Social media marketing is an area that I am very interested in. It took me awhile to get into the game, and now I am enjoying connecting with people in Facebook and LinkedIn. But I am still learning the ropes as to how to use these Web 2.0 websites to market a business and connect with customers.
That’s why I was happy to discover the book “Advertising 2.0: Social Media Marketing in a Web 2.0 World” by Tracy Tuten. The book is an overview of how social media and virtual worlds works, and how these sites can be used to engage users to a brand and to market the business.
At cursory glance, the book offers a theoretical and technical guide to social media marketing (as opposed to a practical how-to guide) with chapter titles such as “Socialcentricity and the Emergence of Social Media Marketing.” Ugghh … too technical for my morning brain. But after several days of hesitation, I grabbed the book and much to my surprise, enjoyed it.
The author separated the various types of social media — social networks such as MySpace and Facebook, virtual worlds such as Second Life and MTV’s Virtual Worlds, youth oriented virtual worlds such as Webkidz and Club Penguin, social news media and bookmarking sites, consumer-generated advertising, consumer product reviews and alternate reality games. According to Ms. Tuten, Web 2.o communities allow for a number of promotional possibilities:
- Build brand awareness
- Maximize cross- and within-media integration
- Research consumer behaviour
- Develop ideas for new marketing strategies
- Drive traffic to corporate websites
- Increase site stickiness, extending the brand message’s exposure time
- Garner publicity from news coverage of social media tactics
- Improve search engine rankings (due to organic links)
- Build awareness of the brand
- Enhance the brand’s reputation and image
- Encourage message internalization
- Increase product sales
- Accomplish marketing goals with efficiency
- Engage customers in a brand experience
Recognizing that each social media websites have unique characteristics, the author then discussed the opportunities for marketers to build brand engagement for each site. What I liked best though are the concrete examples she gave of companies who have successfully used (as well as those who have failed) these social media platforms to advertise and market their businesses. For example, IBM invited 300,000 people to participate in a product brainstorming session in Second Life.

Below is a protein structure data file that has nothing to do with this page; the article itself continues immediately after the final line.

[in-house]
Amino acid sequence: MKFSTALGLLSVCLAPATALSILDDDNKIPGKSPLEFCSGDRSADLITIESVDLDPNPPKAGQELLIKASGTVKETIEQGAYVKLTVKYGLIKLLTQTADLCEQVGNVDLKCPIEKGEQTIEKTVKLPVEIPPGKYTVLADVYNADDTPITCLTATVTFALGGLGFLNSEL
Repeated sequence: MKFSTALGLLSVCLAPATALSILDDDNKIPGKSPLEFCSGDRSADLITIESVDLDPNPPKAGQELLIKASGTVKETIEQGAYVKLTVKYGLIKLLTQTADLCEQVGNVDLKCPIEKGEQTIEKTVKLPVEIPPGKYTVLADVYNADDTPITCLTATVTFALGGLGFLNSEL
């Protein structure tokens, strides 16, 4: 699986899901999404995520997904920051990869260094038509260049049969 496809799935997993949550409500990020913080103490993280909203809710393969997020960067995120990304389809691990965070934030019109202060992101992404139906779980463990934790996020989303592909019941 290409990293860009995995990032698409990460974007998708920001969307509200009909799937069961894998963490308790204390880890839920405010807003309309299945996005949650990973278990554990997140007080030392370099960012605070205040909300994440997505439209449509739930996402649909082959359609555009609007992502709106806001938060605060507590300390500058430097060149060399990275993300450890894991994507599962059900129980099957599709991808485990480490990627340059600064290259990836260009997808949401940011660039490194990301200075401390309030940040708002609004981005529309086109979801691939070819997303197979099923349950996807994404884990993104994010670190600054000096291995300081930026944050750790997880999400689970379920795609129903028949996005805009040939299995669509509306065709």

If you are thinking of embarking on social media marketing, the author provided a number of questions to guide you:
- Does the culture of social media fit your brand’s positioning or fit with how your brand wishes to be perceived?
- Do you know where online your customers and prospects are? There are many social media communities. A brand must be able to locate its target audience in the social media landscape.
- Are the relevant communities open and welcoming to brand participation? What opportunities exist within each community for brand promotion?
- Do you have the resources of time and money to commut to the campaign?
- Do you have a hook, a conversation starter, a point of engagement – something that will inspire interaction with your brand?
- Are you willing to take risks?
Read the following articles from Ms. Tuten and excerpt of her book to learn more about social marketing
- “Lessons Learned from Second Life”
- “Shedding Light on Dark Marketing and Alternative Reality Games (ARG)”
- Friendvertising: Advertising and Brand Building With Social Networks
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